Ever since his youth, Steven Fland has been enthralled with winged creatures that fly high above his head. Family trips to wild areas, parks and nature preserves gave him a deep appreciation for wildlife, as his photographer and artist parents taught him to look with his eyes. Now, his life in the Finger Lakes inspires him to capture the essence of the avians he loves. “The Finger Lakes area inspires me because of the wide variety of species to draw from as subject matter,” said Fland, who has created more than 150 life-sized bird sculptures over the years.
After receiving a degree in biology from SUNY Potsdam, Fland taught life science at the middle-school level for 36 years, but it wasn’t until he did ornithological graduate work at Cornell University that he realized his love of birds could be turned into art. In 1976, he and another teacher opened a wildlife art shop where Fland discovered his passion for bird sculpture.
“Having a desire to try my hand in the art form, I completed my first carving in 1978,” said Fland, who entered his first decoy-carving competition the following year. “In less than one year, I moved up and began competing in open/professional class, and in 1982, I won my first of five ‘Best-of-Show’ awards at the U.S. National Decoy Show.” Fland won first-, second- and third-place prizes at the first New York State Wildlife Art Competition, which a year later changed its rules, allowing each artist only one entry.
“My early pieces were highly-detailed floating sculptures that in competition are judged on the water,” said Fland. “Aside from having to be accurate to the species in anatomy, color and posture, they must float correctly in a natural, lifelike attitude.”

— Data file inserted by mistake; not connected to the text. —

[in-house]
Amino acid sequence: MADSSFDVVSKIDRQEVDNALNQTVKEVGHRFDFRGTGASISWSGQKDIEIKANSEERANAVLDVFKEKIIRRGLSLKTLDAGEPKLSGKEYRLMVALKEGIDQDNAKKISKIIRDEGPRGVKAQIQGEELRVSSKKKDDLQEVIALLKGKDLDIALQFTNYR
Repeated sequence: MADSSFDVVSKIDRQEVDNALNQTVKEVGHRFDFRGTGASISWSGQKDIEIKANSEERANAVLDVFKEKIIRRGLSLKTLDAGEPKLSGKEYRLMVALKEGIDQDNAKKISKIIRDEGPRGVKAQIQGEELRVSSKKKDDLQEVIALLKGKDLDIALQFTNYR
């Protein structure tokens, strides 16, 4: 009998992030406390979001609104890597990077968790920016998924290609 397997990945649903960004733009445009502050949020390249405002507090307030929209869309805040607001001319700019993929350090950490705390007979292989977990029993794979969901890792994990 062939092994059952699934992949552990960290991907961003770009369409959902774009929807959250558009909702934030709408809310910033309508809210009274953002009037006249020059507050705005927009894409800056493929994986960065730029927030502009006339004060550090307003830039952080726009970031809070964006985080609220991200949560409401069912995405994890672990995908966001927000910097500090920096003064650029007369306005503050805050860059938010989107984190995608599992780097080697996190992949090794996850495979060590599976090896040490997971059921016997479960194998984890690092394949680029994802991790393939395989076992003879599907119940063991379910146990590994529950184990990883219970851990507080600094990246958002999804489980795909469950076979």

Although Fland still designs floating sculptures, he has branched out into a category he refers to as “interpretative,” which takes a “more stylized, loose impressionistic approach,” he said. He also designs “full size decorative” pieces in which the bird is displayed in a habitat.
Since Fland wants his representations of birds to be precise, as soon as he knows the next piece he will make, he begins studying relentlessly. His research includes studying the habitat appropriate to that bird, and sometimes, “the purchase of aviary specimens to study,” he said. He then draws and cuts a pattern from a block of wood, of which he generally uses tupelo, basswood or black walnut. Depending on the size of the piece, he employs anything from a chain saw to a dental bit to help him achieve the desired effect.
“After the piece is carved, it is then textured and ‘burned’ with an instrument that puts a knife-like cut in the wood using heat,” said Fland. “This preparation creates a lifelike reflective surface, with natural undulations of highlights and shadows, on the sculpture.”
Fland’s pieces range in size from a pair of red-tailed hawks, which he said is the tallest piece ever displayed at the World Championship of Wildfowl Carving, to a tiny ruby-throated hummingbird. He is currently working on a floor sculpture of a “hippopotamus emerging from the water with two Cattle Egrets looking for insects on its back,” he said.
Fland’s careful attention to detail is driven by his belief in the importance of composition. “I want to force the viewer’s eye to flow through the sculpture and still be of interest when seen from all directions,” he said. “When viewing my work, look at the bird with regard to its behavior and the overall design, while at the same time, remembering it is sculpted from wood.”
The majority of Fland’s work is commission-based, with the price determined by species size and complexity of the habitat, Fland said. His work takes anywhere from 150 to 1,500 hours to complete, which would be equivalent to one year of work, he said.
You can view Steven’s work at Skaneateles Artisans, 11 Fennel Street, Skaneateles (Skaneatelesartisans.com) or you can call 315-497-1919.
by Kimberly Price